OK, so Wallace goes to some trouble to make it appear that this account of the Eschaton is not just Hal’s POV but written by Hal. Exhibit A in this is how footnote 123 begins, “Pemulis here, dictating to Inc” and eventually gets to Pemulis saying, “It’s going to be interesting to see if [sic] Hal, who thinks he’s just too slyly trying to outline Eschaton in the 3rd-person tense [sic]”. Sidenote: The way Hal uses the “[sic]”s to dig at Pemulis is super-fun and just a slick meta way to get at a set of characters and their relationship.

This is more or less enforced throughout the chapter because Hal is — again more or less (and we’ll get to this) — the only character whose interior we get access to. To wit: “whom Axford keeps growling at under his breath, Hal can hear”; “Hal … is struggling with a strong desire to get high again for the second time since breakfast”; “Hal, who’s declining all public chemicals, he’s decided”; etc. The events unfold from his perspective, i.e. we are not party to the discussion about terms between AMNAT and SOVWAR but instead only see that it’s happening. All communication from the court is shouted, whereas conversation on the Gatorade pavilion is directly reported. (Although it’s interesting to note that Wallace includes a footnote telling us that Pemulis does not actually say “breath and bread” at one point, reinforcing the idea that this is a report written by Hal from memory.)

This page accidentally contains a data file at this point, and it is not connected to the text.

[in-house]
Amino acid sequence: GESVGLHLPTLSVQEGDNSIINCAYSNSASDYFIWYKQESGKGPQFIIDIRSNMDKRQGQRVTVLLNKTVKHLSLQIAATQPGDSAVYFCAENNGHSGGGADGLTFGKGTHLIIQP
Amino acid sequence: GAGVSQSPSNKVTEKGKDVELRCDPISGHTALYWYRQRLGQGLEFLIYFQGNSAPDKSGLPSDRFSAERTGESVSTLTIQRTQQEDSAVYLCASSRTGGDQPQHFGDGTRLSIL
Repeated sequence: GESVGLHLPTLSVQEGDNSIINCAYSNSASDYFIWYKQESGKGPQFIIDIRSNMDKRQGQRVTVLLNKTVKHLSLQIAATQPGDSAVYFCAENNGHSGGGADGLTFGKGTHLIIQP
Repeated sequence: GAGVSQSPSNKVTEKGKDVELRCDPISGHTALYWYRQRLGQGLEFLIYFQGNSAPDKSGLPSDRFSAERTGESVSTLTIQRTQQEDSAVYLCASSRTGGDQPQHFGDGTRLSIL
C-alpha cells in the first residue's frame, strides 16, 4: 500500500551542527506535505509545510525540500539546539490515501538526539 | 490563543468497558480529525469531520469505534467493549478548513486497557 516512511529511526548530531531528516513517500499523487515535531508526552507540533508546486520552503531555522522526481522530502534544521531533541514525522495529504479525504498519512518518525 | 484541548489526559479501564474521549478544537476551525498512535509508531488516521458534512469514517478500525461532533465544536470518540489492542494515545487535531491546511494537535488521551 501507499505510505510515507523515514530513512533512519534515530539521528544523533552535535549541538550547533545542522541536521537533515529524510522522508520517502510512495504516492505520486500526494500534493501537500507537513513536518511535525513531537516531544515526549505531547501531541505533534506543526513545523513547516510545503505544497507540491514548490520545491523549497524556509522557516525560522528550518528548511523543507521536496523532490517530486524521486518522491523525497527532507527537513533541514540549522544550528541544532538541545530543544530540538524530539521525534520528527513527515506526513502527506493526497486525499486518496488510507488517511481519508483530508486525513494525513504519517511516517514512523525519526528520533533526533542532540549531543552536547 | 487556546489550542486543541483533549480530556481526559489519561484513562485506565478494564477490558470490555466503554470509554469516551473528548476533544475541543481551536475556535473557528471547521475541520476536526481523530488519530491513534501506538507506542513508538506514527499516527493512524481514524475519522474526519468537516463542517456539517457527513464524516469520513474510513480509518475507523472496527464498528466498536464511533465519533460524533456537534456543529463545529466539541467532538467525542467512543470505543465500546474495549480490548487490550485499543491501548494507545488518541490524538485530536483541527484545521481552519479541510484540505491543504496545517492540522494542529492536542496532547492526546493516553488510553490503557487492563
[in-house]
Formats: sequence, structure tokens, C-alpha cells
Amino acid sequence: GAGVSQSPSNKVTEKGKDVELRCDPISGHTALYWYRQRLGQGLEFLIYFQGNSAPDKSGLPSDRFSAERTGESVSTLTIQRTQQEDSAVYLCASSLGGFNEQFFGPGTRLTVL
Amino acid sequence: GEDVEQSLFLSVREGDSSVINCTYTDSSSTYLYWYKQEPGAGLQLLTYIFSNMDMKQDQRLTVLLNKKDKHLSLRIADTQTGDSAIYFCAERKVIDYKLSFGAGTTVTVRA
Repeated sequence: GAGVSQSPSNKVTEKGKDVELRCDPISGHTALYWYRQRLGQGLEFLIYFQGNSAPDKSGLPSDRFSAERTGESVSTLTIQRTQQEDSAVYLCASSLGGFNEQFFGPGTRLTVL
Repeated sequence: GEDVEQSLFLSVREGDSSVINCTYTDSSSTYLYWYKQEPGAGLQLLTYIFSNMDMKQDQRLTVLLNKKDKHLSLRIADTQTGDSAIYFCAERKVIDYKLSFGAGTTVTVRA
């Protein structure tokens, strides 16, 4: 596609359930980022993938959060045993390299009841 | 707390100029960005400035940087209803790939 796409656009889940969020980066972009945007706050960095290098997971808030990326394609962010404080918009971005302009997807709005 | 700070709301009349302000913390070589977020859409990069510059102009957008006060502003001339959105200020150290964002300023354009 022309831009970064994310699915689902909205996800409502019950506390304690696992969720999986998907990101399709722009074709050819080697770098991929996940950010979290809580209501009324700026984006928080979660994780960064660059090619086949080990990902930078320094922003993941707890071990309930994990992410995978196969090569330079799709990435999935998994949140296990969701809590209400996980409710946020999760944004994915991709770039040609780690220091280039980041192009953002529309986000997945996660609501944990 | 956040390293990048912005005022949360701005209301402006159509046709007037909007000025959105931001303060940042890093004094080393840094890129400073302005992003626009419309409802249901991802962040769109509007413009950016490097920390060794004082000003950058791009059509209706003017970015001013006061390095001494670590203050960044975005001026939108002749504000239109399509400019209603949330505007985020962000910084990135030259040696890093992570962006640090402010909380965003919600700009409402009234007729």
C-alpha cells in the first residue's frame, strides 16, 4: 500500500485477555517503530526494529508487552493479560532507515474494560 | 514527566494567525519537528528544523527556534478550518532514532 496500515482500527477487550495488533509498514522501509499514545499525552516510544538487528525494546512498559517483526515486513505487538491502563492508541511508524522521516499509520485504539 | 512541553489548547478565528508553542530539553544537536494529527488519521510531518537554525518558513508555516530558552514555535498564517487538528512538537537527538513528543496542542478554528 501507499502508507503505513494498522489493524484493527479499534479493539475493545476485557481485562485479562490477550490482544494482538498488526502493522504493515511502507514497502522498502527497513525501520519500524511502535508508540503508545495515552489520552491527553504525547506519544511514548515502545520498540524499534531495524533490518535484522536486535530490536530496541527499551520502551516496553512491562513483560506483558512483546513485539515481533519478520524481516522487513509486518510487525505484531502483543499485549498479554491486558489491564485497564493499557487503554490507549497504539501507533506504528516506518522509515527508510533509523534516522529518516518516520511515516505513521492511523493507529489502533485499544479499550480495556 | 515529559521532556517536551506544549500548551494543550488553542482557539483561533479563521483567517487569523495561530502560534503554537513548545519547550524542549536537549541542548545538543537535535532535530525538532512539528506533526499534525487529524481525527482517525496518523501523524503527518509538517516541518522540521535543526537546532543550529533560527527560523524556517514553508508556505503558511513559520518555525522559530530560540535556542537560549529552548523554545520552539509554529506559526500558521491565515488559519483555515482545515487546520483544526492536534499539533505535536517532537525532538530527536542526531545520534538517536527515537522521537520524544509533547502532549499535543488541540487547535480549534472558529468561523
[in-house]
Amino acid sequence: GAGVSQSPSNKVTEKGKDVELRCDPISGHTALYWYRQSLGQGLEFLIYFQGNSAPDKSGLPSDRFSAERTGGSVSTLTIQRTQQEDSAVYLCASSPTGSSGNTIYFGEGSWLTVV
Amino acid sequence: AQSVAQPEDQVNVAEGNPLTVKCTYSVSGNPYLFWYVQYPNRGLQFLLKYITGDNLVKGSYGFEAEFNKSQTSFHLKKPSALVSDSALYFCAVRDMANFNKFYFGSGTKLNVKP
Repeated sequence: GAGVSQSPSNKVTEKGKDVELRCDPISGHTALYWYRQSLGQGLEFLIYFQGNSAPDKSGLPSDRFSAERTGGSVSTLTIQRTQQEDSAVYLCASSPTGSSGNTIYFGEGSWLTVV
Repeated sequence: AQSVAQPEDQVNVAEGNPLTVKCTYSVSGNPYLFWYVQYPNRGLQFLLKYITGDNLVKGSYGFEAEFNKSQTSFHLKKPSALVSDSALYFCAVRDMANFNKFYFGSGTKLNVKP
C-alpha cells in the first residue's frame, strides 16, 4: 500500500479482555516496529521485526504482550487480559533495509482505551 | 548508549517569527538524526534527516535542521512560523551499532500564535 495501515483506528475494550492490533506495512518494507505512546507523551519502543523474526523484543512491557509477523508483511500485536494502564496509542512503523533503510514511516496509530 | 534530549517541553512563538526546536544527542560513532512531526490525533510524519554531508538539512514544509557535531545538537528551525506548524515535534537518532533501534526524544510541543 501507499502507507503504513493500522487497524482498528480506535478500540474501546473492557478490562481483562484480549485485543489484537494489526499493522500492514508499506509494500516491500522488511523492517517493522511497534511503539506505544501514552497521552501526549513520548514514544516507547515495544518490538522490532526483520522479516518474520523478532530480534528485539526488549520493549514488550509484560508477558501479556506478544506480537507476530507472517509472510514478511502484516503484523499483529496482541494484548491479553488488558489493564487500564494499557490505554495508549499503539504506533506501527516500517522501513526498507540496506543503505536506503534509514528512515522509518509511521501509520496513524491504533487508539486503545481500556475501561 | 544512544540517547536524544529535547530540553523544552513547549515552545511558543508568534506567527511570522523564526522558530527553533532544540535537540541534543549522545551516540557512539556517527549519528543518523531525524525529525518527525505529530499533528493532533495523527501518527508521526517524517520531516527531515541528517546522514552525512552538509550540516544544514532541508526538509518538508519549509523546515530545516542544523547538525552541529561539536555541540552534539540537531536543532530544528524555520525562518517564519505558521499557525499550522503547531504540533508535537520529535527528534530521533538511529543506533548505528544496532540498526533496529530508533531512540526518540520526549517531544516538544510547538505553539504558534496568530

The one major departure from this is where we’re given an interior perspective of Ingersoll: “The exact utility transformations are too oogly for an Ingersoll who’s still grappling with fractions, but he can see clearly that this’d be the most remorselessly logical best-interest-conducive scenario for both LaMont Chu and especially the Sleepster, Peterson, who’s hated Ingersoll for months now anyways without any good reason or cause or anything, Ingersoll can just somehow tell.” That’s a pretty big POV break, although the next paragraph maybe cuts back against it by handing the reigns back over to Hal with a hint that the above is speculative (“Hal … watches Ingersoll bob on his haunches … cerebrate furiously and logically conclude …”).

But so for the sake of argument let’s overlook that lapse or exercise of literary fiat and call this a close third on Hal Incadenza. The next big question on POV is to determine at what distance this story is being related. It’s written in the present tense, but if we follow the lead of the Pemulis footnote, it seems clear that this is written by Hal after the fact, but not long after the fact, I think. It has the sense of being almost immediately after the action, almost as if he’s supposed to be explaining what happened to someone else.